LAWMAKERS on Tuesday said they were almost ready to bring a bill regulating the operation of short-term Airbnb-style property rentals to a vote, although one major issue still needs to be ironed out.
The pending question relates to the ease with which individuals would be able to rent out apartments in residential buildings.
There are two schools of thought on this. Under the first anyone should be able to rent out their apartment. If subsequently the other owners in the building complain, a provision in the law would allow them to file their complaint to the junior ministry for tourism.
The other school of thought is that permission to rent out an apartment should be subject to the agreement of a building’s management committee or the majority of the apartment owners.
The legislative proposal provides for a three-year transition period to be afforded to current Airbnb renters to acquire a VAT number and comply with safety and health regulations – pre-conditions for registering their properties.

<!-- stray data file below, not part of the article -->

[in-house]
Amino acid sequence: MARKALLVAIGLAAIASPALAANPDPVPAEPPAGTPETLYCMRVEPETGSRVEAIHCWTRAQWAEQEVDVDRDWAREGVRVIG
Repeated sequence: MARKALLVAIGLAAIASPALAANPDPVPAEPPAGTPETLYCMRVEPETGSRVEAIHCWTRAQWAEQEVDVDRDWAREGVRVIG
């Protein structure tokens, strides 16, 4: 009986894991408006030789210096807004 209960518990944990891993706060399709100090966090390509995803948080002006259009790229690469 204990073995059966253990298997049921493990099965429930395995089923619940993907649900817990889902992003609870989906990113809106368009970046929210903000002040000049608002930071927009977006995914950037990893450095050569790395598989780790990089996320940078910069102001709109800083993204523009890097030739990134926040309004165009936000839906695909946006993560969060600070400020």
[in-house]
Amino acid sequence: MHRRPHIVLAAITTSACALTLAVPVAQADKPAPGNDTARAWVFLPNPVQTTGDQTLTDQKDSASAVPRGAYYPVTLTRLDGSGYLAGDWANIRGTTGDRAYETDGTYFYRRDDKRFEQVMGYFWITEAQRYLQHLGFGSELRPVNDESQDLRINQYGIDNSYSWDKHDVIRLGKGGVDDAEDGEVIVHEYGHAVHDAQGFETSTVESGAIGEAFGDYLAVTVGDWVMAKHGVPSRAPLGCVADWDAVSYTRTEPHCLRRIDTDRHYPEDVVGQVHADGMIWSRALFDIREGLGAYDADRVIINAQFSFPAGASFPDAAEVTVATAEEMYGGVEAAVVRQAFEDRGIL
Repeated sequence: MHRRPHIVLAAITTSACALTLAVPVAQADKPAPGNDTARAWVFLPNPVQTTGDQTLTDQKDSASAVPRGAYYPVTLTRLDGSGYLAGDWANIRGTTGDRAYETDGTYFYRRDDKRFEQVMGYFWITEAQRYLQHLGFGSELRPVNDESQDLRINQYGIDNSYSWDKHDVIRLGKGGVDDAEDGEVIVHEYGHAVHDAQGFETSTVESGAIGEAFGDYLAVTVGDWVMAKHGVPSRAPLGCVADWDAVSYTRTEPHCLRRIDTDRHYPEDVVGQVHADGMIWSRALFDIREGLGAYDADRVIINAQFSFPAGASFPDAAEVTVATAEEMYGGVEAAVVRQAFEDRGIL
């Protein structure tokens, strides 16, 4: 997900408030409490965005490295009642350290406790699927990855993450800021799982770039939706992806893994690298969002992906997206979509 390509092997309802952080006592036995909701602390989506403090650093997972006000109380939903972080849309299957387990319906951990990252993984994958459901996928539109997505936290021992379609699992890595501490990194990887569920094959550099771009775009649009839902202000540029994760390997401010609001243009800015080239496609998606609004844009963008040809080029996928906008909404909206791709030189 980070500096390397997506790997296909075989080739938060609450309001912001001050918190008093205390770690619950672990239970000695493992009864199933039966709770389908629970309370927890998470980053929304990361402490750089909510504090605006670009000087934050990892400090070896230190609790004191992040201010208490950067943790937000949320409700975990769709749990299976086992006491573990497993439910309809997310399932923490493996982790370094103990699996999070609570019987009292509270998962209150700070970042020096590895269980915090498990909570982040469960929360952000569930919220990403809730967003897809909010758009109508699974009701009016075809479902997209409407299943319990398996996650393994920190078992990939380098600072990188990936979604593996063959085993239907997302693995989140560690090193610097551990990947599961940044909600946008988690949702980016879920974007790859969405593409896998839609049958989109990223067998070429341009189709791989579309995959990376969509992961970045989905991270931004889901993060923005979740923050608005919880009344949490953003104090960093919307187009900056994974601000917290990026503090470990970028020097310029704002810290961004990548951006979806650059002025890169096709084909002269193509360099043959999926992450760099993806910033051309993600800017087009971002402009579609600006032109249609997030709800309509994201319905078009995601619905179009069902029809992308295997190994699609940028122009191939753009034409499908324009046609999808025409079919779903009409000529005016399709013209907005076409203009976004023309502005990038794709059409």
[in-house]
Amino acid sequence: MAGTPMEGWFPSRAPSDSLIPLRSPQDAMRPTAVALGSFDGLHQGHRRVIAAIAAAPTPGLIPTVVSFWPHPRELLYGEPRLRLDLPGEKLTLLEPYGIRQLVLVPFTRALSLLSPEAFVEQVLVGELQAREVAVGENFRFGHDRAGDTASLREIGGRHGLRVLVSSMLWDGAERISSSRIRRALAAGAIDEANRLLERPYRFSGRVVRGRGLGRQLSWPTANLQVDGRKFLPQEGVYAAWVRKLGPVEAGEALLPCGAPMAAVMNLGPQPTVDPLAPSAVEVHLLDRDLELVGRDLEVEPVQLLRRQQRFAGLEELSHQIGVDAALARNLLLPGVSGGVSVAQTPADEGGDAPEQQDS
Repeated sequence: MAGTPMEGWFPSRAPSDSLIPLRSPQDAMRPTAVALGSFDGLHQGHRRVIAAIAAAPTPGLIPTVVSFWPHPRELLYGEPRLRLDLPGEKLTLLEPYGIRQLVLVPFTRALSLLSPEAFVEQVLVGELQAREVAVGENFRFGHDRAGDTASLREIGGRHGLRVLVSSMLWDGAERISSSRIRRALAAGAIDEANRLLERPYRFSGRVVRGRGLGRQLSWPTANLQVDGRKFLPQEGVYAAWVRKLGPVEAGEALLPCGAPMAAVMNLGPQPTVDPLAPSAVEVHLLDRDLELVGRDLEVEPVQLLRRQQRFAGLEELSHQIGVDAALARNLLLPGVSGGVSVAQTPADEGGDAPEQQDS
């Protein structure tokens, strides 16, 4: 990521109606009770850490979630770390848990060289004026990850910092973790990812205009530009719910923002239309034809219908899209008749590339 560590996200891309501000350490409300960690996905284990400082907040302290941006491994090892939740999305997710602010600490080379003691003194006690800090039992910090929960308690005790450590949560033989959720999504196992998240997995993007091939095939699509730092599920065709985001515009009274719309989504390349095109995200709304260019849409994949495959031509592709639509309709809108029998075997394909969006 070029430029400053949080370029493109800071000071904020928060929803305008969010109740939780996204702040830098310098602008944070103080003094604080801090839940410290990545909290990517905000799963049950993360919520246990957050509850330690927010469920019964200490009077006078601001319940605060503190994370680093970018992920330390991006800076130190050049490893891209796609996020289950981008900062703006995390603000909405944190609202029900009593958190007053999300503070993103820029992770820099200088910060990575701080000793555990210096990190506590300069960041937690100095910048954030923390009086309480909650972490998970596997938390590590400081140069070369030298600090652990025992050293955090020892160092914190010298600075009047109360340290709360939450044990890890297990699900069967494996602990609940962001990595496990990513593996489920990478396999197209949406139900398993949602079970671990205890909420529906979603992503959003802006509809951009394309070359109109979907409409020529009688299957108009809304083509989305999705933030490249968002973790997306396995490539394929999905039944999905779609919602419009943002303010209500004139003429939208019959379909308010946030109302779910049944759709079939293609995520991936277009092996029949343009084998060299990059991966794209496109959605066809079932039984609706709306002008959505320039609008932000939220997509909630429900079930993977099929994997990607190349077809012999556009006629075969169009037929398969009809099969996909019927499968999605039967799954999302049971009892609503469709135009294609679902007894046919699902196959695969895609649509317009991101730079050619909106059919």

The aim is to create a dedicated registry for short-term self-catering accommodation and then taxing that income, bringing cash into state coffers.
Each property thus registered is to be assigned a number, which will be used in online advertising platforms so that punters may know whether the property in question is registered or not.
The bill covers villas, residences and apartments used for tourism purposes.
Earlier, the House commerce committee had heard there are an estimated 40,000 accommodations across the island being used for short-term rentals that are unlicensed and thus not subject to the legislation governing tourist lodgings.
Speaking in parliament on Tuesday, Akel MP Costas Costa reiterated concerns that enforcing strict licensing criteria might disqualify many who now rent their properties on a short-term basis.
It could impact hundreds of families living in the countryside who rely on this practice to earn income, he said.
The legislative proposal will amend an upcoming law which is to be voted on February 15. The government bill governs hotel and tourist accommodation, and purports to simplify licensing and classification procedures.
The legislative proposal will be put to the House floor after the government bill has passed.